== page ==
Shell’s incoming Chief Executive Wael Sawan is set to accelerate the group’s drive to build its renewable energy business, including through a possible “transformative” clean power acquisition, company and industry sources said.
Sawan will from January take on a firm with a strong balance sheet after a surge in oil and gas prices, but whose renewables capacity has lagged peers like TotalEnergies and BP as green issues come increasingly into vogue. Shell aims to halve its greenhouse gas emissions by 2030 and to become a net-zero emitter by 2050, and is already moving to achieve that, shifting hundreds of experienced oil and gas staff into the business and hiring hundreds more this year.
A spokesperson for the group said the strategy that Sawan helped build in his current role will remain, “and delivery of the strategy will be as dynamic under the new CEO as it has been under the current CEO.”
But the sources said Lebanese-Canadian Sawan, 48, who is currently head of Shell’s natural gas and renewables business, is likely to further accelerate the build-up of the group’s renewables portfolio. When outgoing CEO Ben van Beurden took office in 2014, he quickly cemented Shell’s position as the world’s top liquefied natural gas (LNG) trader with the $53 billion acquisition of smaller rival BG Group.
The company remains hugely reliant on oil and gas, with its renewables and energy solutions division accounting for just 6% of Shell’s earnings in the second quarter of this year. Sawan and van Beurden have in recent months overseen a review of their renewables strategy, focusing on rapidly growing its wind and solar power generation, four industry and company sources said.
The group in August closed the $1.55 billion acquisition of Indian renewables firm Sprng, which holds a portfolio of over 10 gigwatts (GW) of operating and yet-to-be-constructed projects that tripled Shell’s capacity, bringing it ahead of rival BP. That contrasts with its previous “asset-light” strategy which centred around buying low-carbon electricity from renewable power producers to sell on, the sources said.
“That’s a big change for us, to say now we have to go in and build up renewable generation,” one company source said. “Going long in renewables generation is needed for our trading capabilities and for supplying our customers’ needs.”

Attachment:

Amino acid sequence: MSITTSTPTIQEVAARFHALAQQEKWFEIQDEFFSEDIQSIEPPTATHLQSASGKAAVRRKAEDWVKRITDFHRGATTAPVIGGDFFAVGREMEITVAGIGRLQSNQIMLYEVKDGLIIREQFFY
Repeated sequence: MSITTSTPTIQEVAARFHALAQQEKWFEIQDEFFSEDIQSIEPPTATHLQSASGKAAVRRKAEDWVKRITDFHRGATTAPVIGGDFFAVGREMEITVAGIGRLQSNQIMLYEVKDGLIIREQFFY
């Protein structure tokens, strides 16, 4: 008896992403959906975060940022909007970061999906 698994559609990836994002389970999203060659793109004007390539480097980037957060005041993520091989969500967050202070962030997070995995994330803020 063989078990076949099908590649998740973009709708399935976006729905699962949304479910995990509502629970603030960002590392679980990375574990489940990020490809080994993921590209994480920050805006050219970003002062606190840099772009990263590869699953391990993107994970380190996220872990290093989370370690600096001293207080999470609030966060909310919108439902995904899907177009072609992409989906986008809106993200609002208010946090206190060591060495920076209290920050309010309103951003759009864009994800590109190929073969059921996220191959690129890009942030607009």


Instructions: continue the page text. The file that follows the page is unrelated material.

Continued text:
Given the group’s strong balance sheet, Sawan can now consider a large-scale acquisition in the coming years, industry sources said.
“Shell will be in a strong position to do a transformative deal in renewables in 2023 and onwards,” one source close to the company said.
Shell and its European rivals all aim to rapidly grow their renewables business in the coming years to slash greenhouse emissions, meaning that competition for high-quality assets will likely be fierce, driving the cost of assets up. While Shell has stuck to a cautious approach towards owning renewable assets in recent years, rivals have been building large portfolios.
TotalEnergies had net renewable generation capacity of more than 9.5 GW in operation or under construction and BP 6.4 GW of installed capacity or projects under development by mid 2022. Prior to the Sprng acquisition, Shell held 1.1 GW of renewables in operation and 4.6 GW under construction. So far no major renewables company has met Shell’s internal criteria for acquisitions, in large part due to the sector’s high valuation, the sources said.
One acquisition option reviewed over the past year was German utility RWE, which has a market capitalization of around $27.64 billion, the sources said. But Shell is unlikely to pull the trigger on such a deal because RWE currently combines a large renewables business with a nuclear and coal power generation division which Shell would not be interested in, they said. RWE declined to comment.
A company source said Sawan will set out his strategy for the company, focusing on the energy transition, at an investor day in the middle of next year. Shell’s highly profitable oil and gas business will continue to drive the company’s earnings and receive the lion share of its budget in the coming years, even if Shell’s oil output is planned to gradually taper off from its 2019 peak.
Sawan is likely to maintain Shell’s strong natural gas and LNG position, which the company believes will remain in high demand for decades. He will also likely face decisions to develop new, large oil and gas resources in Namibia, Tanzania. But internally, Shell is diverting growing resources towards the renewables and energy solutions business, with a focus on finding and developing new resources.
(Reporting by Ron Bousso and Sarah McFarlane; Editing by Jan Harvey)